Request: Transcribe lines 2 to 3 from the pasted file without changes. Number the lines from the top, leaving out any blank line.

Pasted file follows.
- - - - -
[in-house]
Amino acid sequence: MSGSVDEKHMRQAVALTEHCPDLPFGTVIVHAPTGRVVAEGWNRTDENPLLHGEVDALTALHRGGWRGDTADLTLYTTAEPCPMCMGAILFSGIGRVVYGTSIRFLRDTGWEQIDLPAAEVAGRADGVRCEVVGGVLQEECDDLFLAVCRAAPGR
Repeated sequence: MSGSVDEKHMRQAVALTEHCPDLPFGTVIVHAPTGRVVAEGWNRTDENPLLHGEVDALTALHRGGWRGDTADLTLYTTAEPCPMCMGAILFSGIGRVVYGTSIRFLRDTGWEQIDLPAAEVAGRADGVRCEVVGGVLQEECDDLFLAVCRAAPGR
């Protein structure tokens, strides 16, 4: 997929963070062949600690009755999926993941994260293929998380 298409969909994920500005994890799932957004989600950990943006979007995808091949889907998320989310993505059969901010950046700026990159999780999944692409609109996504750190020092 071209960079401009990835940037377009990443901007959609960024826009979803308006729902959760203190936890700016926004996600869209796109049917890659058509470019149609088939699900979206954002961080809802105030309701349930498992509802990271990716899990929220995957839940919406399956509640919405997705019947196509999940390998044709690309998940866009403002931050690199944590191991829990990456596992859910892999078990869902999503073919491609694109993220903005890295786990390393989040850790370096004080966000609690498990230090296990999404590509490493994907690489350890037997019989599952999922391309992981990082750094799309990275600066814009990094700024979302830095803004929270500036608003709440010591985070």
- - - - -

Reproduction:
Amino acid sequence: MSGSVDEKHMRQAVALTEHCPDLPFGTVIVHAPTGRVVAEGWNRTDENPLLHGEVDALTALHRGGWRGDTADLTLYTTAEPCPMCMGAILFSGIGRVVYGTSIRFLRDTGWEQIDLPAAEVAGRADGVRCEVVGGVLQEECDDLFLAVCRAAPGR
Repeated sequence: MSGSVDEKHMRQAVALTEHCPDLPFGTVIVHAPTGRVVAEGWNRTDENPLLHGEVDALTALHRGGWRGDTADLTLYTTAEPCPMCMGAILFSGIGRVVYGTSIRFLRDTGWEQIDLPAAEVAGRADGVRCEVVGGVLQEECDDLFLAVCRAAPGR